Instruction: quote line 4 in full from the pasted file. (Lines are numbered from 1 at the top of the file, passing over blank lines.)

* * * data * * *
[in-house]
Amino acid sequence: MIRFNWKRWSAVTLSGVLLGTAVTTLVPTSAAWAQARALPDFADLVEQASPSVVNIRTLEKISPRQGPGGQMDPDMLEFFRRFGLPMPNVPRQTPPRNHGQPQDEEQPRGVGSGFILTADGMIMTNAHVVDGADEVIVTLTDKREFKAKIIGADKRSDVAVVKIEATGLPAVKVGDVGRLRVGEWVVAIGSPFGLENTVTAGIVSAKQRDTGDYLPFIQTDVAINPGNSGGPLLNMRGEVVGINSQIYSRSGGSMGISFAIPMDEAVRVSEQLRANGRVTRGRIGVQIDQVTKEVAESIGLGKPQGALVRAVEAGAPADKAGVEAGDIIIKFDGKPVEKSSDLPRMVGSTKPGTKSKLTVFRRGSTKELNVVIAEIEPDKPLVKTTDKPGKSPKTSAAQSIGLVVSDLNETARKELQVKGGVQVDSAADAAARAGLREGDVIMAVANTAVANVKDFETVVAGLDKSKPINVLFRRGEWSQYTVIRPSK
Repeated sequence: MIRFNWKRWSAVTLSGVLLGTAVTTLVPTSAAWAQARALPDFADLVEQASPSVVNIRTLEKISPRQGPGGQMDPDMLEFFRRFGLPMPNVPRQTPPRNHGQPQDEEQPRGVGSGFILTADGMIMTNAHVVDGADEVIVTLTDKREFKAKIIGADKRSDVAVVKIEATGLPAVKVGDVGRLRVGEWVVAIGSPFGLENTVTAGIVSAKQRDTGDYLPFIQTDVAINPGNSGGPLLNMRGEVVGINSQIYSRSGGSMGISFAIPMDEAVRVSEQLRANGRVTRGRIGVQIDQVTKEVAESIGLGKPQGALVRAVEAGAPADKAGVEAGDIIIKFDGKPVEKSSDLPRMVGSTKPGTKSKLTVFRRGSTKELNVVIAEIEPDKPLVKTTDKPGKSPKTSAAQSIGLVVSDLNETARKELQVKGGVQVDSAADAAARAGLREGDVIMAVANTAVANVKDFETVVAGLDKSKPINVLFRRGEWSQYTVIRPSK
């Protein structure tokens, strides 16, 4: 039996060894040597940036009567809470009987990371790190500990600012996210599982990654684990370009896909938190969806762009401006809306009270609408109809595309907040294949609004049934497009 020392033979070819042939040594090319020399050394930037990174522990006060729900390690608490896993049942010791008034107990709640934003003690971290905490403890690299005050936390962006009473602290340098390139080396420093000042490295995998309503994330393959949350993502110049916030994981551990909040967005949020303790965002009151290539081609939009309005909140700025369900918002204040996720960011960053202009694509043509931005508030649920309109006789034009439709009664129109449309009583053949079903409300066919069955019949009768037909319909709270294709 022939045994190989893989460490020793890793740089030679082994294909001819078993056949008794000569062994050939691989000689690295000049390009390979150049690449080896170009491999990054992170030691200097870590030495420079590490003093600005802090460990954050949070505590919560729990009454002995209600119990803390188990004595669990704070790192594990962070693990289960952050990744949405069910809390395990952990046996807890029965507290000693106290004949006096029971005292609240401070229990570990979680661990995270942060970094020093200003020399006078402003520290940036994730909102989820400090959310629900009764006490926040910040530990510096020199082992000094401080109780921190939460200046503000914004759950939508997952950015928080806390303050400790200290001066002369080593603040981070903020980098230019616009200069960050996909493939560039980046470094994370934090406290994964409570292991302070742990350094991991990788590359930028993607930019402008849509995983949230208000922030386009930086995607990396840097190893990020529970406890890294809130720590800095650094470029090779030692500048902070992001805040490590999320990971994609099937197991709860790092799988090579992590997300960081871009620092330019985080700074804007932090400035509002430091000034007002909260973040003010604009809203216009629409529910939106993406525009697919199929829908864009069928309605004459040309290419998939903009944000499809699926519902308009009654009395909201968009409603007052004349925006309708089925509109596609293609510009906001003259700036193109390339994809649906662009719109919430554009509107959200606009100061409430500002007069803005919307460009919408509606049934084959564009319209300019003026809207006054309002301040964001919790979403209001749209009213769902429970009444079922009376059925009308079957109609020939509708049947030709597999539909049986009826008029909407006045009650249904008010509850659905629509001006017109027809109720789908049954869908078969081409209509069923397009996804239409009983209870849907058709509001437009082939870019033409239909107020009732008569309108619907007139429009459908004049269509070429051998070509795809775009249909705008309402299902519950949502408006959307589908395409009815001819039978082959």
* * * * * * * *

């Protein structure tokens, strides 16, 4: 039996060894040597940036009567809470009987990371790190500990600012996210599982990654684990370009896909938190969806762009401006809306009270609408109809595309907040294949609004049934497009 020392033979070819042939040594090319020399050394930037990174522990006060729900390690608490896993049942010791008034107990709640934003003690971290905490403890690299005050936390962006009473602290340098390139080396420093000042490295995998309503994330393959949350993502110049916030994981551990909040967005949020303790965002009151290539081609939009309005909140700025369900918002204040996720960011960053202009694509043509931005508030649920309109006789034009439709009664129109449309009583053949079903409300066919069955019949009768037909319909709270294709 022939045994190989893989460490020793890793740089030679082994294909001819078993056949008794000569062994050939691989000689690295000049390009390979150049690449080896170009491999990054992170030691200097870590030495420079590490003093600005802090460990954050949070505590919560729990009454002995209600119990803390188990004595669990704070790192594990962070693990289960952050990744949405069910809390395990952990046996807890029965507290000693106290004949006096029971005292609240401070229990570990979680661990995270942060970094020093200003020399006078402003520290940036994730909102989820400090959310629900009764006490926040910040530990510096020199082992000094401080109780921190939460200046503000914004759950939508997952950015928080806390303050400790200290001066002369080593603040981070903020980098230019616009200069960050996909493939560039980046470094994370934090406290994964409570292991302070742990350094991991990788590359930028993607930019402008849509995983949230208000922030386009930086995607990396840097190893990020529970406890890294809130720590800095650094470029090779030692500048902070992001805040490590999320990971994609099937197991709860790092799988090579992590997300960081871009620092330019985080700074804007932090400035509002430091000034007002909260973040003010604009809203216009629409529910939106993406525009697919199929829908864009069928309605004459040309290419998939903009944000499809699926519902308009009654009395909201968009409603007052004349925006309708089925509109596609293609510009906001003259700036193109390339994809649906662009719109919430554009509107959200606009100061409430500002007069803005919307460009919408509606049934084959564009319209300019003026809207006054309002301040964001919790979403209001749209009213769902429970009444079922009376059925009308079957109609020939509708049947030709597999539909049986009826008029909407006045009650249904008010509850659905629509001006017109027809109720789908049954869908078969081409209509069923397009996804239409009983209870849907058709509001437009082939870019033409239909107020009732008569309108619907007139429009459908004049269509070429051998070509795809775009249909705008309402299902519950949502408006959307589908395409009815001819039978082959």